I, Magpie

Songbirds show signs of recognizing their own bodies in mirrors.

Magpies sing a self-reflective tune to themselves that until now has gone unheard. When placed in front of a mirror, these songbirds realize that they’re looking at themselves, raising the possibility that they have independently evolved the brain power to support a basic form of self-recognition, a new study suggests.

BIRD IN THE MIRROR A new study suggests that a magpie recognizes itself in the mirror. Signs of self-recognition are illustrated here: a bird looking in the mirror attempts to remove a paint spot, using its beak and then its foot. Prior et al.

Magpies are the first non-mammal to demonstrate a rudimentary affinity for self-recognition, psychologist Helmut Prior of Goethe University of Frankfurt in Germany and his colleagues report in the Aug. 19 PLoS Biology. Members of the corvid family, which includes crows and ravens, magpies join apes, bottlenose dolphins and elephants as the only animals other than humans that have been observed to understand that a mirror image belongs to their own body.

“When magpies are judged by the same criteria as primates, they show self-recognition and are on our side of the ‘cognitive Rubicon,’” Prior says.

Magpies and other social birds that possess large brains with expanded cortical-like areas should display at least some level of self-recognition, remarks Irene Pepperberg of BrandeisUniversity in Waltham, Mass. Pepperberg studies thinking and communication in African gray parrots. Her most famous parrot, Alex, could count up to six items and possessed more than 100 vocal labels for objects, actions and colors. Alex died last year.

Mirror self-recognition tests, which involve marking an animal with a spot that can only be inspected or touched by looking in a mirror, can be tricky to interpret, Pepperberg notes. Using a mirror reflection, one of her parrots scratched a paint mark on his body for nine seconds but ignored the mark for the rest of a 15-minute session, apparently because the mark didn’t come off at first. The same bird made no attempt to scratch a barely visible water mark. “We never published the data because we didn’t think nine seconds meant much,” Pepperberg says.

Evidence of mirror self-recognition among magpies shows striking parallels to what has already been observed in bottlenose dolphins and elephants, comments psychologist Diana Reiss of the City University of New York’s HunterCollege. Reiss participated in those earlier studies.

The question now is whether magpies’ sophisticated social behavior, including intense competition to collect and store food in hidden caches, provides a foundation for mirror self-recognition, Reiss says.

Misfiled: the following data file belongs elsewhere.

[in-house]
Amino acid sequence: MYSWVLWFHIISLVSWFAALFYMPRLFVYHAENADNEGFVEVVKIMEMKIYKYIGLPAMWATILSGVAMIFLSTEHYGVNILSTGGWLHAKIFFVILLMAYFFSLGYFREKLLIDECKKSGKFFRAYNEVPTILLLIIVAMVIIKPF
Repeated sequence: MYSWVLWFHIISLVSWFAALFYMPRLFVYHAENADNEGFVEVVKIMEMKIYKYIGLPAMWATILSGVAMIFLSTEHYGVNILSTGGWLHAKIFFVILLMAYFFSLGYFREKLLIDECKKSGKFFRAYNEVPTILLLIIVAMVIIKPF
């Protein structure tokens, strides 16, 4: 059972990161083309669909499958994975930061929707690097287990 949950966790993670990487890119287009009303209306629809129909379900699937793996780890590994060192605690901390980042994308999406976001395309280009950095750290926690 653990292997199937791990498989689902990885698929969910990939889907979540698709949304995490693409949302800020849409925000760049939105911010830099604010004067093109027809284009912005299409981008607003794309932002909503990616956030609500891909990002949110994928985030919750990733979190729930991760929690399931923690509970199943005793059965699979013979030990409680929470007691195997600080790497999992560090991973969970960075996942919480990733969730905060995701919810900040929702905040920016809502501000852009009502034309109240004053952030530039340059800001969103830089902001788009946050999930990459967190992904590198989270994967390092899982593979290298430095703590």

In the experiments, each of five magpies first explored a mirror on its own. The researchers found that three birds — Gerti, Goldie and Schatzi — preferred to spend time in a cage compartment equipped with a mirror rather than in an adjacent cage compartment with a non-reflective plate. The animals closely inspected mirror images, looked behind the mirror and moved back and forth in front of it.

The remaining birds — Lilly and Harvey — avoided the mirror compartment. Unlike the how the other animals behaved while initially exploring the mirror, Lilly and Harvey acted as if their own reflections represented another magpie by repeatedly making aggressive and submissive moves toward the images.

At that point, the researchers used water-based paint to apply a brightly colored mark — red or yellow — or a black mark to the black feathers of each bird’s throat, just under the beak. The magpies spent two 20-minute periods in a mirror compartment while sporting each type of mark. They spent the same amount of time while marked in the compartment with a non-reflective plate.

Gerti, Goldie and Schatzi used the mirror to inspect brightly colored marks with great care, turning and tilting their heads at close range. On some trials, Gerti and Goldie scratched off red or yellow marks with their feet. Poorly visible black marks attracted the magpies’ attention on only a few occasions.

The same three birds directed virtually no behavior toward brightly colored marks when tested without a mirror.

In contrast, Lilly and Harvey frequently jumped about and ran around the compartment with a mirror, regardless of how they were marked. In one trial, Harvey frequently lunged at the mirror. Their behavior calmed down in the mirror-free compartment.

It’s unclear why Lilly and Harvey failed to recognize their own bodies in a mirror, Prior says. Studies with chimps have found that mirror self-recognition appears frequently in young, healthy individuals and gradually declines as animals get older.

Bruce Bower

Bruce Bower has written about the behavioral sciences for Science News since 1984. He writes about psychology, anthropology, archaeology and mental health issues.

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